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Research group says proposed HOS changes would dangerously extend drivers’ workdays

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The Insurance Institute on Highway Safety is concerned about the FMCSA proposal to extend the radius that could be driven without using an electronic logging device from 100 to 150 miles. (Courtesy: INSURANCE INSTITUTE FOR HIGHWAY SAFETY)

ARLINGTON, Va. — The Insurance Institute for Highway Safety (IIHS) has expressed concerns about a Federal Motor Carrier Safety Administration proposal that the organization said would extend the daily work period under certain circumstances.

The IIHS, an independent, nonprofit scientific and educational organization dedicated to reducing deaths, injuries and property damage from motor vehicle crashes, said in a news release Monday, federal regulators’ plans to relax rules governing the hours truck drivers can spend behind the wheel raises concerns about safety, although IIHS acknowledged none of the proposed changes would extend the 11-hour driving window.

“Driver fatigue is a major risk factor in large truck crashes,” said IIHS senior statistician Eric Teoh. “Creating more exceptions to the Hours-of-Service limits, which already allow drivers to log long hours, isn’t likely to improve safety and may well cause harm.”

The IIHS said one of the biggest proposed changes is to expand the so-called short-haul exception, under which short-haul drivers don’t need to use electronic logging devices to record their hours.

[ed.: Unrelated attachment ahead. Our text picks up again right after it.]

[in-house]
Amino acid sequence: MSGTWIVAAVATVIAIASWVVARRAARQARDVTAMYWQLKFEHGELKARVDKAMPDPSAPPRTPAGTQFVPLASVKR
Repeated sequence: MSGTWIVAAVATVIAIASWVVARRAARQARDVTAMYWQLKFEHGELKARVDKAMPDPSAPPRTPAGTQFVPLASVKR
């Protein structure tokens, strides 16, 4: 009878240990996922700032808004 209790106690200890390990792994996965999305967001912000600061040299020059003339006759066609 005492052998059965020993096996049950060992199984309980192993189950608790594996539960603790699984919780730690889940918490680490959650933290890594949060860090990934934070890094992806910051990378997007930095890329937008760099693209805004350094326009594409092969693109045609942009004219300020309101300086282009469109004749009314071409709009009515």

The exemption currently applies to drivers who stay within a 100-mile radius and work no more than 12 hours a day. The proposal would expand the radius to 150 miles and extend the permitted workday to 14 hours.

Drivers who are eligible for the exemption still need to limit their actual driving time to 11 hours.

However, since they don’t need to record their hours, compliance is impossible to verify, Teoh said.

The IIHS said that in a study of large trucks involved in crashes with injuries or deaths, researchers from IIHS and the University of North Carolina Highway Safety Research Center found that drivers using a short-haul exception had a crash risk nearly five times higher than those who weren’t.

Specifically, truckers who reported driving after it had been at least 12 hours since an extended sleep period were 86% more likely to crash than drivers who had been awake for less than eight hours. Truckers who reported driving more than five hours without stopping were more than twice as likely to crash as those who drove one to five hours.

Another change that FMCSA is proposing would allow truckers to expand the standard 14-hour window in which driving must be completed to 16 hours if they encounter adverse conditions, such as bad weather or unexpected traffic. Currently, drivers may extend their driving time under adverse conditions, but the window remains 14 hours.

FMCSA says extending the driving window would encourage drivers to wait out the adverse conditions or drive slowly through them, rather than attempting to drive quickly through them. However, it creates a longer work period and could therefore increase fatigue, the IIHS said.

Another proposed change that could lengthen a driver’s workday is an option to stop the clock on the 14-hour driving window for an off-duty break of between 30 minutes and three hours.

“FMCSA says that a three-hour rest in the middle of a shift would offset any potential downside of a 17-hour day, but that’s far from certain,” Teoh said.

The IIHS said in its opinion the proposed set of HOS changes is the second recent initiative from

FMCSA to raise safety concerns.

Earlier this year, the IIHS noted, the agency requested comments on a possible pilot program to allow 18- to 20-year-olds to drive trucks carrying across state lines. The current minimum age is 21. Given the known risks of teen drivers for passenger vehicles, IIHS encouraged FMCSA to study the crash risk of young truck drivers operating within state lines before allowing to transport interstate commerce.